Updated: Nov 10
The Photo That Captured My Autistic Life Experience
Being an autistic individual means a life full of discovery, challenges, and wonder. But it also means a life full of struggles, misunderstandings, and isolation. That is why I was so moved when I saw this striking photograph by Marianna Smiley on Unsplash.
This photo perfectly captures my autistic life experience of living for 47 years without knowing that I was autistic. It showed me the vulnerability and wounds that I had accumulated over the years, as well as the resilience and beauty that I had developed despite them.
The Hidden Challenges of My Autistic Life Experience
My autistic life experience was not easy. I have had to deal with insomnia-induced panic attacks since I was eight years old and migraines since I was twelve. The fact that I was, in many ways, a happy child and that brain imaging revealed no abnormalities gave doctors and my mother peace of mind. But they did not see the inner turmoil that I was going through.
My autistic life experience also involved a lot of anxiety and confusion. When I reached out for help three times in college, I was told each time that there was nothing to be concerned about. When I sought therapy in my 30s for a full year, the professional I worked with never even mentioned the possibility of autism, even though what I discussed with him should have raised many flags.
My autistic life experience was full of autistic characteristics and tendencies that I did not recognize or understand. For example, I had sensory sensitivities, intense special interests, difficulty with social cues, a need for routine, and stimming behaviors. However, I did not know that these were signs of autism. I thought they were just quirks or flaws that I had to hide or overcome.
The Late Discovery of My Autistic Life Experience
My autistic life experience changed dramatically when I finally discovered that I was autistic at the age of 47. This happened only because of what was set in motion after my daughter was diagnosed at 15. Her diagnosis opened my eyes to the reality of autism and how it affected both of us.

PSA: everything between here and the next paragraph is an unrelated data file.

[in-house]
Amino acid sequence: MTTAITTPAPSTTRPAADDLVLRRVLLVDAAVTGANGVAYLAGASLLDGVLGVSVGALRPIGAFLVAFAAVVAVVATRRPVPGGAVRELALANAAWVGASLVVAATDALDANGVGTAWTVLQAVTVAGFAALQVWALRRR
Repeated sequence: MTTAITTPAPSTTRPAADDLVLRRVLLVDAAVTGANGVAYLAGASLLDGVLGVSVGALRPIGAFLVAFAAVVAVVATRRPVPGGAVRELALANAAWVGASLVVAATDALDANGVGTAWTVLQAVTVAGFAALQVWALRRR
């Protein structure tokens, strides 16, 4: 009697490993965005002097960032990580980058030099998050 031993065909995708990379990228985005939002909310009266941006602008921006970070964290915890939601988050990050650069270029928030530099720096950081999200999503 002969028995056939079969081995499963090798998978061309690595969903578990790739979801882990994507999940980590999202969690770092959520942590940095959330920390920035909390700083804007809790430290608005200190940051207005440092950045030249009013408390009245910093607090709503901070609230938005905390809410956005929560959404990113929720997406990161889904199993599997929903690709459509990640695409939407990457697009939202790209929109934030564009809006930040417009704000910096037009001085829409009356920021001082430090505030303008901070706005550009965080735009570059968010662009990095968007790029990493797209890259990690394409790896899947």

My autistic life experience became a source of empowerment and advocacy. I started to help other people who were in the same situation as my daughter and I had been: individuals with autism who had been undiagnosed or misdiagnosed for years, who had many gifts and strengths but also many challenges and difficulties, and who had to cope with a society that was largely non-autistic and often hostile or ignorant.
My autistic life experience motivated me to start Autism Discovery, a website where I share my insights, tips, resources, and services for fellow autistics and their loved ones. I guide and mentor individuals on the spectrum through self-assessment, school and employment challenges, relationship challenges, and more. I also write blog posts about various issues related to autism, such as autism in girls, neurodivergent masking, autistic identity, and other vital topics.
The Photo That Inspires My Autistic Life Experience
The photo that captured my autistic life experience also inspired me to share it with others. I knew that this photo was so powerful and personal that it might not be suitable for a general representation of autism. But I also knew that it could resonate with some people who had a similar autistic life experience as mine.
That is why I decided to use this photo to coordinate with a similarly personal aspect of my advocacy: a recent interview with Tanja Aebischer, a journalist and an autism advocate who runs Autism Stories, a platform where she interviews autistic people from different backgrounds and perspectives.
In this interview, which you can watch here, I share my autistic life experience in more detail, including my perspective, challenges, and triumphs with autism. I also talk about how I help other autistics through Autism Discovery and what my goals and hopes are for the future.
I hope that by sharing my autistic life experience, I can help some people who are in the same shoes as I was, who are curious about autism, or who want to learn more about the diversity and beauty of the autistic spectrum. I hope that by opening up and tearing my heart out, I can make a difference for fellow autistics.